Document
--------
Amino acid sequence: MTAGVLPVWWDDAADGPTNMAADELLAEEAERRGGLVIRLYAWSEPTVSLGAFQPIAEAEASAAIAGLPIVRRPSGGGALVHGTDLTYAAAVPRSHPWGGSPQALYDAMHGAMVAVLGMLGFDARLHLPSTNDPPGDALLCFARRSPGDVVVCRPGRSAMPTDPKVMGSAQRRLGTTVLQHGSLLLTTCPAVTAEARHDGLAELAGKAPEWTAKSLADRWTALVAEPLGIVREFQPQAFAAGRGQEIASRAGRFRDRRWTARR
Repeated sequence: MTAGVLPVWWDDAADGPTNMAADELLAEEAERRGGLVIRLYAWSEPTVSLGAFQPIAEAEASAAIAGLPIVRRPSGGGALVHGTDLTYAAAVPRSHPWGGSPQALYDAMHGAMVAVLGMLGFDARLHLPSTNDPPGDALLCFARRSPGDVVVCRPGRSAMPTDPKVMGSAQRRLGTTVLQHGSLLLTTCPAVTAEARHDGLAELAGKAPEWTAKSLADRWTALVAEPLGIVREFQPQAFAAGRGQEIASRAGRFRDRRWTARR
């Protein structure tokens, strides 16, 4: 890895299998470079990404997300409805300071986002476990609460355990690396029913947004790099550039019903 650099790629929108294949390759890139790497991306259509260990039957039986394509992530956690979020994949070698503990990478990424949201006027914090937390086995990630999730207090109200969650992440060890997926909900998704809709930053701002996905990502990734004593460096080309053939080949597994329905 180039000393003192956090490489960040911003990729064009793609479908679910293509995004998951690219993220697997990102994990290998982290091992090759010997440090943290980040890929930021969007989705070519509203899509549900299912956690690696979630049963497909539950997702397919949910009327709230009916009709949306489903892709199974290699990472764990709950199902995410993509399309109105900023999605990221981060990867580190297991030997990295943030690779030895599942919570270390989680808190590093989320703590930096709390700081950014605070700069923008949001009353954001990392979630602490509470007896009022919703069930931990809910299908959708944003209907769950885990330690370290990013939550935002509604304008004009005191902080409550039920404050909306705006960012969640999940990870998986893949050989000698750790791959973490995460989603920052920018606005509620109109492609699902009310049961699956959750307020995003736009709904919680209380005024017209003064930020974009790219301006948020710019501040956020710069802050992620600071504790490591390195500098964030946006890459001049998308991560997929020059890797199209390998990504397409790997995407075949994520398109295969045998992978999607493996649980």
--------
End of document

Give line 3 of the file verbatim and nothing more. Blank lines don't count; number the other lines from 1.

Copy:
């Protein structure tokens, strides 16, 4: 890895299998470079990404997300409805300071986002476990609460355990690396029913947004790099550039019903 650099790629929108294949390759890139790497991306259509260990039957039986394509992530956690979020994949070698503990990478990424949201006027914090937390086995990630999730207090109200969650992440060890997926909900998704809709930053701002996905990502990734004593460096080309053939080949597994329905 180039000393003192956090490489960040911003990729064009793609479908679910293509995004998951690219993220697997990102994990290998982290091992090759010997440090943290980040890929930021969007989705070519509203899509549900299912956690690696979630049963497909539950997702397919949910009327709230009916009709949306489903892709199974290699990472764990709950199902995410993509399309109105900023999605990221981060990867580190297991030997990295943030690779030895599942919570270390989680808190590093989320703590930096709390700081950014605070700069923008949001009353954001990392979630602490509470007896009022919703069930931990809910299908959708944003209907769950885990330690370290990013939550935002509604304008004009005191902080409550039920404050909306705006960012969640999940990870998986893949050989000698750790791959973490995460989603920052920018606005509620109109492609699902009310049961699956959750307020995003736009709904919680209380005024017209003064930020974009790219301006948020710019501040956020710069802050992620600071504790490591390195500098964030946006890459001049998308991560997929020059890797199209390998990504397409790997995407075949994520398109295969045998992978999607493996649980």